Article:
The pages take you through the journey of Shah's struggles of coming to terms with commercial cinema and doing it for the money. The ride is as shaky as the Standard Herald he manages to purchase sometime in his career- guaranteeing no safety only adventure, sometime of the afire of sleeping on the footpath or parks in Mumbai! Replete with its ups and downs, his love-hate relation with his father and the fond memories he has of his mother. It indeed is a roller coaster ride when you see Shah admitting to guilt, doubt, greed and lust- unabashedly.
The loves of his life also find mention, actually much more than that, in sections of the book. Breaking the stereotype seems to be the thread, binding his life and love. Be it in being love with an older woman of the world in Aligarh as a 19 year old or fathering a child at a young age and feeling resentment towards her at the same time! Or be it finding love in Mumbai - in Ratna Pathak, who he calls the 'anchor of his life', this forms a background, albeit an important one in the book.
Shah makes an admission of being instructed to cut out the slang, the swear words and the exclamation marks but he includes them nevertheless, with such an eclectic mix of drama, action and emotional journey of  life, I suppose they theses came organically- and what's a memoir if not an honest one!
Not a literary masterpiece, and not having pretensions of one too, the book leaves you better informed on the actor's life and times but disappointed in his over simplistic writing canvas. Sometimes wordy, at others casual and blasé about writing about his own self. While reading the book, make no mistake, you will be judging Shah mentally and also making notes on his life's choices. He makes no bones about his escapades and lays himself bare to a reader's examination. As a writing piece it is a spouting out of topmost in his mind- 'Getting it out of my system'. Hard hitting and brutally honest, it stays in the reader's system much after it's consumed.
And then One Day 
A Memoir
Naseeruddin Shah
Penguin, India 
499

Monday, 17 July 2017

Inside the Working Woman's World!


As a working woman (is there such a thing as a working man's issues? No right?), our issues concern me deeply and are unfortunately here to stay! Patriarchy and misogyny coupled with an unsupportive work eco-system make it a doubly hard for women to shine, stay safe and work just as any other person!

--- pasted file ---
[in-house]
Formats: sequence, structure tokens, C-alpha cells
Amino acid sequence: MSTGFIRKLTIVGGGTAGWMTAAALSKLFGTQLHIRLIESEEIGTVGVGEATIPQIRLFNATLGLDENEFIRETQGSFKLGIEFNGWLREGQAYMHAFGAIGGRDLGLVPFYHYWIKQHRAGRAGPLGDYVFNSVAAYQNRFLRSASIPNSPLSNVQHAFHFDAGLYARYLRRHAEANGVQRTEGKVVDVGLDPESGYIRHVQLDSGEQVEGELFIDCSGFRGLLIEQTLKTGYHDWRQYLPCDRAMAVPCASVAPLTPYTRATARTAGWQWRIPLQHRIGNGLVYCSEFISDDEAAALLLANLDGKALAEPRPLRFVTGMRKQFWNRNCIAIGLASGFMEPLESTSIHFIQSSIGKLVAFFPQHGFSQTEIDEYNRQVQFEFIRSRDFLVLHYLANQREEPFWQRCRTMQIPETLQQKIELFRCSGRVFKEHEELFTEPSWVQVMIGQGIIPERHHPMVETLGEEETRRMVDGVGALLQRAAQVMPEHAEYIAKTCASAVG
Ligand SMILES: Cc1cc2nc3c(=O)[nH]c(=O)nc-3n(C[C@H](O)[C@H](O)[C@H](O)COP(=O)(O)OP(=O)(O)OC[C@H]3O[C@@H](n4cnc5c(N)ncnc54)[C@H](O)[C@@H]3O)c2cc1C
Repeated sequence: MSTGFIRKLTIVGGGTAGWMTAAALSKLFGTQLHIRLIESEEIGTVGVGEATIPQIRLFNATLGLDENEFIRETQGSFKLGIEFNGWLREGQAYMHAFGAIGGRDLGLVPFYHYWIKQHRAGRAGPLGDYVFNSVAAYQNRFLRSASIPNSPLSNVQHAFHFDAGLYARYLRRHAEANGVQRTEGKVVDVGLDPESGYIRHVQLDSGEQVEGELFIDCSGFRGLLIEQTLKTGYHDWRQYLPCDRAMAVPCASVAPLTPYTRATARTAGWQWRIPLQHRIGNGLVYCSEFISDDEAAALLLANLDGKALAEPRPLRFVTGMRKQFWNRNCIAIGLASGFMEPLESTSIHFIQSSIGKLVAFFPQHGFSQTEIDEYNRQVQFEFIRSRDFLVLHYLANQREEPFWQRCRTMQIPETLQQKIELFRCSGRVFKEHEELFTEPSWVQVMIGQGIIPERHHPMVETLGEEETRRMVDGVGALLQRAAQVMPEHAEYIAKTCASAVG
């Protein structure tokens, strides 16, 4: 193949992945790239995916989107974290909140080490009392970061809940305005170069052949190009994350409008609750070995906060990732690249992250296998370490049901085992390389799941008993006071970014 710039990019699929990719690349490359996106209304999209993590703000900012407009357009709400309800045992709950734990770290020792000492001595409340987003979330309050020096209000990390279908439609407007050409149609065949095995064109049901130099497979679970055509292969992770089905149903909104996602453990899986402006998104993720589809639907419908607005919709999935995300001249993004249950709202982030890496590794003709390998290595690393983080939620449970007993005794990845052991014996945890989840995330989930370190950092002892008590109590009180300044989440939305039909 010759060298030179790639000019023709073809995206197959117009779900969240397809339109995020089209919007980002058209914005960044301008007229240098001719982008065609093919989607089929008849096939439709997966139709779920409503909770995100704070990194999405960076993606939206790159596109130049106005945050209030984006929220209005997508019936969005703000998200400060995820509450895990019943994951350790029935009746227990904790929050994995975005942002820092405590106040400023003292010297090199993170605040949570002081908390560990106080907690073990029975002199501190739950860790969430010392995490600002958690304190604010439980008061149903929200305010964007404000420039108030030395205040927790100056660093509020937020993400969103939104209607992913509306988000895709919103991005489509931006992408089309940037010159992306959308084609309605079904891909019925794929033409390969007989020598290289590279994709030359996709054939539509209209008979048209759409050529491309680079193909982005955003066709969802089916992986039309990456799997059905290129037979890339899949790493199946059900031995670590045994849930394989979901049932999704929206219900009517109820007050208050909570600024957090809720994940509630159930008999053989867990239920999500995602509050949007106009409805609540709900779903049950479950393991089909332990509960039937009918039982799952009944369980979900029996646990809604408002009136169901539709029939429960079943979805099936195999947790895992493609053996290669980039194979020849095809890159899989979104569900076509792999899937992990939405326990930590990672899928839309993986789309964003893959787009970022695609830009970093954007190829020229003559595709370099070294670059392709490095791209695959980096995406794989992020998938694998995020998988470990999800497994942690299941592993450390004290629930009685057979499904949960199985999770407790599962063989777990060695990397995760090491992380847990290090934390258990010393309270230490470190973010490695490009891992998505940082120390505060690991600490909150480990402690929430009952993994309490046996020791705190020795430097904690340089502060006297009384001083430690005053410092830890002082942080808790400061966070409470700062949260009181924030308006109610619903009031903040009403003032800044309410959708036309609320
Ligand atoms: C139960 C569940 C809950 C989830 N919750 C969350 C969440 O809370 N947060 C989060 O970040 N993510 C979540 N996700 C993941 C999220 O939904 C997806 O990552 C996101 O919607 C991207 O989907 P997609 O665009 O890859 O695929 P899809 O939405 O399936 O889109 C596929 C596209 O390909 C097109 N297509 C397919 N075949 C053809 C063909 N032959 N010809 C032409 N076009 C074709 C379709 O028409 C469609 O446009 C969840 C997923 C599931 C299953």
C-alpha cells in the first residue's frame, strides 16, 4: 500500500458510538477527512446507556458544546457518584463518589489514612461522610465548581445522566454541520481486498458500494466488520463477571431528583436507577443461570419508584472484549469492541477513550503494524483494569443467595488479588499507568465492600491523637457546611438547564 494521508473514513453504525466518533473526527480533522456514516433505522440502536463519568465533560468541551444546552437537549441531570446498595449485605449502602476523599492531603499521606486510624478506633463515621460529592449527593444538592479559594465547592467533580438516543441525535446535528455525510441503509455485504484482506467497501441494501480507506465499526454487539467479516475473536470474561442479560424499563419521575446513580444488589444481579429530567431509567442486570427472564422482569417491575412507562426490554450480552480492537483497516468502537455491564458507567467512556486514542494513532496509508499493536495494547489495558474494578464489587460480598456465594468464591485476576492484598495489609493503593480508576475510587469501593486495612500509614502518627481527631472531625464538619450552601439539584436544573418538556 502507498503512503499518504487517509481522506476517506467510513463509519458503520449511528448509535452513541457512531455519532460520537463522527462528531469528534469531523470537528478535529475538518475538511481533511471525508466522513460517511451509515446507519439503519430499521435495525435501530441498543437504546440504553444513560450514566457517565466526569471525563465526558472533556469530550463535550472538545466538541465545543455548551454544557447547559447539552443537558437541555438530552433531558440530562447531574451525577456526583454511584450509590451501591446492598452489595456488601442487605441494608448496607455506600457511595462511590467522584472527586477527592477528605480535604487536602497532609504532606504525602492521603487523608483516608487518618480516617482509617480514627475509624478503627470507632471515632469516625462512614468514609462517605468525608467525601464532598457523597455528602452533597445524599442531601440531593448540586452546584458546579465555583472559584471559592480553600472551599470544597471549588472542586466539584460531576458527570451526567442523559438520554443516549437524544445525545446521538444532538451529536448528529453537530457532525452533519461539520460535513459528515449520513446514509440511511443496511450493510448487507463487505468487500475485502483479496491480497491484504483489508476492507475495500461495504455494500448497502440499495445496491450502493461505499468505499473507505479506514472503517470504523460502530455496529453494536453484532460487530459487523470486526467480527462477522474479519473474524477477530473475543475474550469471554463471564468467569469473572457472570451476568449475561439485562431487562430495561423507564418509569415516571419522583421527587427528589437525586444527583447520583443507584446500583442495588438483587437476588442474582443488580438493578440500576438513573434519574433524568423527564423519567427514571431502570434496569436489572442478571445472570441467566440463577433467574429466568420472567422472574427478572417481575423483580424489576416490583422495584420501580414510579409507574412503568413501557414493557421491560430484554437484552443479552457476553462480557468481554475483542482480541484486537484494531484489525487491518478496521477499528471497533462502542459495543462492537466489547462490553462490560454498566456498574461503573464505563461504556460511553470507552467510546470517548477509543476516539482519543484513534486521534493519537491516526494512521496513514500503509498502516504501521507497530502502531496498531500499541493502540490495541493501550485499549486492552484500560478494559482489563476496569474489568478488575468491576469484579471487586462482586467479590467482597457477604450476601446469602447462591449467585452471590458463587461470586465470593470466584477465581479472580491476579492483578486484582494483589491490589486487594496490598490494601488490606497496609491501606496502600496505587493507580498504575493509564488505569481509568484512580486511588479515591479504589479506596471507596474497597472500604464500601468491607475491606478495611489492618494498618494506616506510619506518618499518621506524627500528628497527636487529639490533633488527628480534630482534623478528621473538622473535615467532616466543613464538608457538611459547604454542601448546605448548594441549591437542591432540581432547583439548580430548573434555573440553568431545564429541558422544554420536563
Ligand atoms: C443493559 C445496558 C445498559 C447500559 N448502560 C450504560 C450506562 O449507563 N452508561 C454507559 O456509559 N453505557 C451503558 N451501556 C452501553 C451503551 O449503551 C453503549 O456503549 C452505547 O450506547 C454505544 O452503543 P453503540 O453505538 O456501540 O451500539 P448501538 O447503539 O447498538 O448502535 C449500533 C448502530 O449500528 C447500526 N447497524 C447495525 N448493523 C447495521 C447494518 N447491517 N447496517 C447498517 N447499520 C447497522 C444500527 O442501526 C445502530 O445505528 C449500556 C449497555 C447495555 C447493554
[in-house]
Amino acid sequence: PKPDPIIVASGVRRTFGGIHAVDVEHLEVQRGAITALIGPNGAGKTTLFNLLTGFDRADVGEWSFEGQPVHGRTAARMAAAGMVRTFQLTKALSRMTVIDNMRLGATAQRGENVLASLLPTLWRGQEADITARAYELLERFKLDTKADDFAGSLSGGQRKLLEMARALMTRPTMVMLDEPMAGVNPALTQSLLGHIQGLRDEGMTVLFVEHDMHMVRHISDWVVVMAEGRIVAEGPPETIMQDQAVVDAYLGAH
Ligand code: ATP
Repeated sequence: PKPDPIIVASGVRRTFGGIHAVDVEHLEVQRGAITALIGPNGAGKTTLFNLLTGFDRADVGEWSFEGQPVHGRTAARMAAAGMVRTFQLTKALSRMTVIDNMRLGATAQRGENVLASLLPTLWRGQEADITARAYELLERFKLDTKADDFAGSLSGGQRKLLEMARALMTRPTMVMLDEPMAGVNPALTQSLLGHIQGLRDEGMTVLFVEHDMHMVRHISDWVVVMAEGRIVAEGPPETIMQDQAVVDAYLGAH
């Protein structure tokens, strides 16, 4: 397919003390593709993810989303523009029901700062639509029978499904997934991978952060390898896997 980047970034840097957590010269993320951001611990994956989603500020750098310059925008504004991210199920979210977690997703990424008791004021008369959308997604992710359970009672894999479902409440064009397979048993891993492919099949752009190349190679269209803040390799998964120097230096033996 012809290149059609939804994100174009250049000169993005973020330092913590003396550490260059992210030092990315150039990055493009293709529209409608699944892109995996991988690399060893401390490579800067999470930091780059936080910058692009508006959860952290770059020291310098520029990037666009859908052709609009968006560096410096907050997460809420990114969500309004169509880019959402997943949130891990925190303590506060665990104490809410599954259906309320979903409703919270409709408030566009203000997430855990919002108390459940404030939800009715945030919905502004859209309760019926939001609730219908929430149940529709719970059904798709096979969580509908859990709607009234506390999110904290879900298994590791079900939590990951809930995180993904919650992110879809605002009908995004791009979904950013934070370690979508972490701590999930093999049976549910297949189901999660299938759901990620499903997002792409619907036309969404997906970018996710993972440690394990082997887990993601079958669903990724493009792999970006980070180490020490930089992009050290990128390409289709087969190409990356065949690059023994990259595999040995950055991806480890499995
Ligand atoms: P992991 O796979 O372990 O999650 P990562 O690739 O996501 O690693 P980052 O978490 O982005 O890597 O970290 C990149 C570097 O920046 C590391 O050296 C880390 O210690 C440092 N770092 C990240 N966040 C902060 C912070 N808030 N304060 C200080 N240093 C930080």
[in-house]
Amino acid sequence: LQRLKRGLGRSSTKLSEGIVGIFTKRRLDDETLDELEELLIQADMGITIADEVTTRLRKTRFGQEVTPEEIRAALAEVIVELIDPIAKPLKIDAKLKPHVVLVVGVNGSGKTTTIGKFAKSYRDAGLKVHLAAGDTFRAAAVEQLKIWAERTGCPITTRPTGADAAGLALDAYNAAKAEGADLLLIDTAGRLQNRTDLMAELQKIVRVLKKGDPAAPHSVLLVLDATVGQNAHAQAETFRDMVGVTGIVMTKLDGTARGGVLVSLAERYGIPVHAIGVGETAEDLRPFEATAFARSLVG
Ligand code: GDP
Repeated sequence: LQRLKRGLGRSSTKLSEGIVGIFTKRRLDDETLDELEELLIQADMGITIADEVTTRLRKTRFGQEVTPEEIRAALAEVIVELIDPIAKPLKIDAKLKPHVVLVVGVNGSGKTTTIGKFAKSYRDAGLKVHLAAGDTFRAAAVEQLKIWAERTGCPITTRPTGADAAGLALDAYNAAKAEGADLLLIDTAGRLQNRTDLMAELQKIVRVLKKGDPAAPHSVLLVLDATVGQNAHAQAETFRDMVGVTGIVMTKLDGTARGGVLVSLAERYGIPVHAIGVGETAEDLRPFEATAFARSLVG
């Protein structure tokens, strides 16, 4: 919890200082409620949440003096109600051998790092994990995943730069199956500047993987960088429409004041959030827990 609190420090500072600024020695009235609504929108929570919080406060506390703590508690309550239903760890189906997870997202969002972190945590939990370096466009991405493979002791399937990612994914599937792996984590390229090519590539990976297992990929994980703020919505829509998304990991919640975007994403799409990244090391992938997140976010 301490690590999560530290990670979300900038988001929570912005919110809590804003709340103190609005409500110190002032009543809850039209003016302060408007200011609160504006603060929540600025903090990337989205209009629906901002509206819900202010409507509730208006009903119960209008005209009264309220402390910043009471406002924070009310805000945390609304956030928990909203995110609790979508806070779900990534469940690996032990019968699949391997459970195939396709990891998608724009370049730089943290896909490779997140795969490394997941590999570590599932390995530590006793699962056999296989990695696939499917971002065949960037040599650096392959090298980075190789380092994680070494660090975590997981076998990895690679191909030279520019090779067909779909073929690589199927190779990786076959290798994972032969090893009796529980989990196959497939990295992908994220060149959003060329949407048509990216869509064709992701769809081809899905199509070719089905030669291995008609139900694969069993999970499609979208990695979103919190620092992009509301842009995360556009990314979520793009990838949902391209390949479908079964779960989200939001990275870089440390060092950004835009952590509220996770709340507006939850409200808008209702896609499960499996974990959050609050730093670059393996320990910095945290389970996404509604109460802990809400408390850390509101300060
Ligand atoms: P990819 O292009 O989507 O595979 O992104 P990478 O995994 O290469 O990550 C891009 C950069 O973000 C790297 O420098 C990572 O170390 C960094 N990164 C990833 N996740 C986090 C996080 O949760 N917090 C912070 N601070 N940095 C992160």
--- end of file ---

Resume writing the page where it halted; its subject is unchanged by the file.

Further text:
When Swati met Sairee!(Couldn't resist that!)
I was recently at the SHEROES Summit 2017, Delhi, India’s largest forum for women professionals that deliberates upon potential and alternative work opportunities for aspirational women- spread across a day. 
Here are my top takeaways from a day well spent! Also read on to my chat with Sairee Chahal, Founder & CEO, SHEROES as I ask some probing questions! If you are a working woman, you need to read this!
Tech Future!
Technology ensures a sustainable work-life balance for women who are unable to be a part of a full-time organization as well as for those relying on self-employment. Case in point, me! Cashing in on this Sheroes has built an app that reaches out to women in distress and also a programme called MARS where support, mentorship and networking form the base of a progressive #FutureOfWork for women! 
Remote Working!
The concept of remote working has grown exponentially and how! I meet Flexi moms all the time especially in our Army fraternity. Employers have also begun value the contribution of remote and flexi work owing to Cost to company benefit, also it is definitely a win-win situation. 
Keep the conversation Going!
We may not be all there yet, but chatter on women's issues must go on! Sometimes, all you need is a kindred spirit and helping hand and a compassionate ear. So community and the Circle of trust that Sheroes Summit heard a lot of makes complete sense to me. So join in! Have a look at mine on Twitter around the working women's issues chat!

#FutureofWork is Logic with Technology!
Not my coinage but CEO-MouthShut.com Faisal I. Farooqui's,  interesting take on the panel discussion on #FutureofWork! Also agree whole heartedly with Priya Krishnan CEO Founding Years Learning Solutions, when she said that being a career woman and having  a family are not antithetical forces! Oh yeah!
L to R)Priya Krishnan,CEO,Founding Years Learning Solutions;Emilie Moulard,MD Medela India; Faisal Farooqui,CEO,MouthShout.com; Mishi Choudhary, Founder,Software Freedom Law Centre;Vinati Kastia, Partner AZB and Partners & Sairee Chahal, Founder & CEO SHEROES
Going Live now!
Networking Ahoy!
No man or a woman is an island unto self! Period! Networking, exchanging notes, staying connected and exchanging experiences and reaching out to fellow women workers is the way forward for sure! Therefore a packed hall at the Sheroes Summit where interesting stories were being exchanged an also Hi-Five's!Thanks to the ebullient emcee of the day!On the sidelines of the summit- I caught up with Sairee Chahal, Founder & CEO Sheroes- Excerpts: